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  Listen Up! 3/12/04 Listen Up!

Friday, Mar. 12

Miles Davis, “Sketches of Spain,” Columbia Legacy Records. This most unusual record in the entire Miles Davis catalogue came along back in 1960. It was a collaboration with Gil Evans on what is essentially orchestrated jazz. Miles improvises a lot, but it’s always against a very set backdrop of Evans design. Not that there’s anything wrong with that – the pair had done something similar a couple years earlier with “Porgy and Bess.” Evans was a master of color, a perfect landscape painter working in music. And Davis shined brightly on top, adding splashes and emotional resonance to the work at hand. This reissue from 1997 sounds magnificent, and adds 19 minutes of new music to the original LP. That’s like picking up a side three on a two-sided album.

Grey DeLisle, “The Graceful Ghost,” Sugar Hill Records. A record this quiet and haunting doesn’t fare too well in the noisy Vintage Vinyl office, but I’m hearing enough to make me think there’s some genuine beauty in this album. Unfortunately, I’m also hearing enough to make me think there might be some genuine pretension, too. I’ll have to take this home and check it out one of these days.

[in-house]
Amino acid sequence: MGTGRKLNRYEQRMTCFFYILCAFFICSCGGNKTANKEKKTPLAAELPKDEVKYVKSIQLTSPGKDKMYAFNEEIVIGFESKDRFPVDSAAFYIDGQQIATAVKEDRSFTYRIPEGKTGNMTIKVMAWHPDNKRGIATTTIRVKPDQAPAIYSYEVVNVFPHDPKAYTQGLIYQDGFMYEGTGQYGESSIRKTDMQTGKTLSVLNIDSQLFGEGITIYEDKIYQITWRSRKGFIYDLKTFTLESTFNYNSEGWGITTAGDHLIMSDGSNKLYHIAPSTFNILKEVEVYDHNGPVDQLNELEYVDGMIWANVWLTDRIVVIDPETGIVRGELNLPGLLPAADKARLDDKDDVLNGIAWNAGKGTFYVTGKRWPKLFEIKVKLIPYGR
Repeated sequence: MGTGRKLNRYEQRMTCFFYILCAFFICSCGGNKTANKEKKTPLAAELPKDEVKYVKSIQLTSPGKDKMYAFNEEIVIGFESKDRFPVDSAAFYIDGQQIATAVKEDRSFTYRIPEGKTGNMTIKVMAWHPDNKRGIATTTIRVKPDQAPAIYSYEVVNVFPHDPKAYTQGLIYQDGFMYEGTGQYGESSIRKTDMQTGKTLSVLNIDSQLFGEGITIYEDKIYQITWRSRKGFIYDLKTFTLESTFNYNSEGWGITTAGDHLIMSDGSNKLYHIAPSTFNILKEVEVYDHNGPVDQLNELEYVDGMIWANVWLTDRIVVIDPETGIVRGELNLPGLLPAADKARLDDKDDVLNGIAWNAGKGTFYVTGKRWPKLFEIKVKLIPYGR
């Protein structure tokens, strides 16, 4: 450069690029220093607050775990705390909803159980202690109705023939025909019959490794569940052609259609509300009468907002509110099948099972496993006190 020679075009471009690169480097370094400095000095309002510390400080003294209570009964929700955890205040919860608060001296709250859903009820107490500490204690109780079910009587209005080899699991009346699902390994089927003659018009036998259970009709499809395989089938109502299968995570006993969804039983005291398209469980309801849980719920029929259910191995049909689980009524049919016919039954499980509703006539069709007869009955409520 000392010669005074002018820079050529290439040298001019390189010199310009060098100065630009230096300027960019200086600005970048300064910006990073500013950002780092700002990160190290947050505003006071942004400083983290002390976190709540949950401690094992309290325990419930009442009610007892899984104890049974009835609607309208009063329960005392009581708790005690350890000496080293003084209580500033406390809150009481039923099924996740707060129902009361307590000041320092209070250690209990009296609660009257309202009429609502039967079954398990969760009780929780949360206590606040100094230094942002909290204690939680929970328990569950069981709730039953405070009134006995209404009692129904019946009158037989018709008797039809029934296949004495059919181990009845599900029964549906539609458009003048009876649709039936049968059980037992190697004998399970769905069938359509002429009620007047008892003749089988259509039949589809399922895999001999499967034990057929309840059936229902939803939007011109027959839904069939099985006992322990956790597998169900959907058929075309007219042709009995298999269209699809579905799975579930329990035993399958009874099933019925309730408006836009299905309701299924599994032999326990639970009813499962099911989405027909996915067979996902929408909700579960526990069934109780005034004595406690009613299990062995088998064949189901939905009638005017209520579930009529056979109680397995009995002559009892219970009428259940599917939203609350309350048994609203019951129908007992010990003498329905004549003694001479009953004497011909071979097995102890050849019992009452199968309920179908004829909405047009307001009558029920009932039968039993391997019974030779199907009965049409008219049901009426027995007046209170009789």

Canned Heat, “Uncanned! The Best of Canned Heat,” EMI Records. I’ve never just sat down and listened to this much Canned Heat at one time, but I’m having a good time with it. These guys were one of the more interesting white blues bands of the 60s. They understood that it was important to put your personal stamp on the old songs even while knowing it was vital to understand every nuance of the originals. They thought of this music as essentially improvisational, and they completely understood the importance of establishing a groove capable of hypnotizing the listener. I love the harmonica player, Al Wilson, and I even more love the songs he sings, with that high lonesome blues tone, the one you’ve heard because you know “Going Up the Country” from Woodstock. I think the band was way better at updating country blues (such as the just mentioned famous song) than they were at digging into the urban Chicago stuff. And I wish there were more songs Wilson sang. Not that I don’t enjoy Bob Hite’s gruff vocals, but I like the contrast.

The O’Jays, “Together We Are One,” The Right Stuff. Great vocals. Horrible songs. Cliched arrangements. Emotional deadwood. How can people fall for this shit? Isn’t it embarrassing to try to seduce somebody with music so obviously manipulative and empty? Really, they could sing anything at all, and it wouldn’t matter. The music exists to show off their voices, which at least resist the temptation to oversing. It’s just sad to hear what once made some of the most exciting records in pop/soul reduced to such a shell of Hallmark-card level inanity.

--Steve Pick


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